Thursday, August 13, 2009

"We were talking about Kant's categorical imperative. And that's basically the Golden Rule, right?"

That's how my philosophy professor began class one morning.

"No," responded a student. (OK, it was me.)

"Good, you didn't fall into my trap."

Unfortunately, Errol Morris, the acclaimed documentarian, falls into the trap in his piece for the New York Times about lying -- "Seven Lies About Lying."

Morris's lie-about-lying #4 is, "Lying can never be justified" -- "one should always tell the truth." He correctly attributes this view to Kant. Unfortunately, he adds:

It was linked to his "categorical imperative," Kant's version of the Golden Rule. Would you like others to lie to you? Then don’t lie to others.
That part in bold is the classic mistake about Kant's ethics. Morris tries to support it with a footnote quoting Kant's Critique of Pure Reason:
"I cannot wish for a general law to establish lying be-cause no one would any longer believe me, or I should be paid in the same coin."
The key word here that refutes Morris's interpretation is "cannot." This should be taken literally: it's about whether it's possible for you to want everyone to follow this general rule, not about whether you would actually like for everyone to lie. Kant thought it's impossible for everyone to follow a rule of lying for personal gain. After all, if everyone followed that rule, no one would be able to trust anyone's statements. Thus, lies would become ineffective, since lies only work if people generally trust other people's statements. The idea of a world in which everyone follows a rule of lying for personal gain isn't merely unsavory; it's self-contradictory. Since you can't conceive of something self-contradictory, you cannot wish for a world where everyone followed the rule. Consequently, you shouldn't follow this rule; in other words, you shouldn't lie.

(That's my off-the-cuff rendition of Kant; I haven't recently read the primary sources, so it might not be perfect. If you'd like to read a more rigorous explanation -- using the more traditional Kantian terms of "universal maxims" and so on -- you could try this blog post.)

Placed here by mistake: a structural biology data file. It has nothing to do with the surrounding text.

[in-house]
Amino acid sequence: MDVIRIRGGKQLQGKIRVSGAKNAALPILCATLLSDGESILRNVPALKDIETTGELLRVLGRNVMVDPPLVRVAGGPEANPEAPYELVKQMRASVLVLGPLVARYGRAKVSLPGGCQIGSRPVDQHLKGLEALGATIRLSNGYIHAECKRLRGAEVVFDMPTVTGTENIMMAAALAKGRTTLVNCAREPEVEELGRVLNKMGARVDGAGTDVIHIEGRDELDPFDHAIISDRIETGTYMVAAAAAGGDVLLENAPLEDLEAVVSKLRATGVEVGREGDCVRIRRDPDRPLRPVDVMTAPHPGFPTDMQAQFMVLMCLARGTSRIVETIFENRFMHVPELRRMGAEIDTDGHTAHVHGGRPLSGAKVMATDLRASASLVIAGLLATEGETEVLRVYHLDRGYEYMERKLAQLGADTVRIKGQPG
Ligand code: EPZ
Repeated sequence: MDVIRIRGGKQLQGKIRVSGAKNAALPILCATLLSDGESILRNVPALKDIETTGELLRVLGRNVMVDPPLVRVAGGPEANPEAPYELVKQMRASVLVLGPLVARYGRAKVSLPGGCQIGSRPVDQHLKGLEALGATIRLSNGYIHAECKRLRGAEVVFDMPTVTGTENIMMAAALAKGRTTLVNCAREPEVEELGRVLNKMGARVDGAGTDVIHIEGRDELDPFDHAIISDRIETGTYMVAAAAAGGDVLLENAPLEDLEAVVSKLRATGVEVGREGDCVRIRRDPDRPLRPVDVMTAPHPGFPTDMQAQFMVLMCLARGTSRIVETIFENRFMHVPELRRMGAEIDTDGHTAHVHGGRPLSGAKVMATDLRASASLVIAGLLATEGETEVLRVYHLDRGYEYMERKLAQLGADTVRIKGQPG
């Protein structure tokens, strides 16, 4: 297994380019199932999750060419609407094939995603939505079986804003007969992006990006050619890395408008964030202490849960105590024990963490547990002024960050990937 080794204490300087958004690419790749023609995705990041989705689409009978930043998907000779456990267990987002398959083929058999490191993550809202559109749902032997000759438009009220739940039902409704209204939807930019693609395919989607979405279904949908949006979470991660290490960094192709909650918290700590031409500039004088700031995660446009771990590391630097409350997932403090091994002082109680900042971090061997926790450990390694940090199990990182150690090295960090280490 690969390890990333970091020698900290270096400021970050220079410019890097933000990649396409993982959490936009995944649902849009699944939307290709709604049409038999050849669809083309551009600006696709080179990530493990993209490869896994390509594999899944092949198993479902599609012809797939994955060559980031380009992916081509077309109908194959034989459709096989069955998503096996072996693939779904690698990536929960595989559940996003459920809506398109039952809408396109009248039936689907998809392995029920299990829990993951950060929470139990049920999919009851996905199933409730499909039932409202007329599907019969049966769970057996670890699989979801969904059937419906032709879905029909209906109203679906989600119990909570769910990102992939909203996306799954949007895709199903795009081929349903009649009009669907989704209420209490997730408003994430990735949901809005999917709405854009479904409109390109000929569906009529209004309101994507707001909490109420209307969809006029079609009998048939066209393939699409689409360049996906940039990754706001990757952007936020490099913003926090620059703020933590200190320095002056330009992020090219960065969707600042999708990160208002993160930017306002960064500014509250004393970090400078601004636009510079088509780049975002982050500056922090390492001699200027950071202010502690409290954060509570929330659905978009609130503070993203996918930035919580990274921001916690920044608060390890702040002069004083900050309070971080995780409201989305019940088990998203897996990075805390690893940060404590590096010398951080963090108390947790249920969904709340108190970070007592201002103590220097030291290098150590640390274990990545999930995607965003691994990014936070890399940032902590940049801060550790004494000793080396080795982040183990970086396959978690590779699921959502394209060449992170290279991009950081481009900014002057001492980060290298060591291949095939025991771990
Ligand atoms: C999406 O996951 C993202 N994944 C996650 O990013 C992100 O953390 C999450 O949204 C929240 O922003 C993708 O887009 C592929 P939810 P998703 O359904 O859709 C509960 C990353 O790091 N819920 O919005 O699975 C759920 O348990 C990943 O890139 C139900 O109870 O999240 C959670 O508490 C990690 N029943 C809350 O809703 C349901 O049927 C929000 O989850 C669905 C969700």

In fact, the whole foundation of Kant's theory was that people should be guided by reason, not by their personal preferences. The Golden Rule -- "Do to others as you would like them to do to you" -- directly refers to your personal preferences. It's not surprising, then, that Kant actually criticized the Golden Rule.

The Golden Rule is far more self-centered than Kantian ethics. In the standard formulation, the Rule refers to "you" twice in one short sentence: it's about what you would like to have done to yourself. Since different people have different desires about how they'd like to be treated, this implies a relativistic moral code. Taken literally, the Rule may provide wildly different advice to different people based on their idiosyncratic traits.

But I also have a deeper problem with the Golden Rule's invocation of what-you'd-like-done-to-yourself. Even if we put aside concerns about whether it's too relativistic or unstable, there's still the unanswered question of where these desires come from. Why do you want anyone -- even yourself -- to be treated a certain way? The Golden Rule seems to take this as a given, but the question of what people want -- or should want -- is hardly simple to answer. It would seem that an explanation would need to come from something beyond the Golden Rule itself. Perhaps that something is actually more fundamental to ethics.

There's one more problem with equating the Golden Rule with the categorical imperative: the Golden Rule is, at least on its face, just about how to treat others. Kant saw ethics as including how you should treat yourself. (For instance, one of his most famous examples of the categorical imperative is his proof that suicide is morally impermissible. While suicide does hurt others, Kant was more concerned with the wronging of oneself.) I don't subscribe to Kant's ethical theory, but I at least give him credit for trying to address fundamental moral questions that the Golden Rule doesn't even touch.

2 comments:

Jason (the commenter) said...

Does Kant ever apply his categorical imperative to the problem of education?

As far as lying goes I think it would be very helpful when knowledge is imperfect and/or the audience is incapable of assimilating it in pure form.

Ann Althouse said...

A model of sparkling clear explanation, John. Thanks.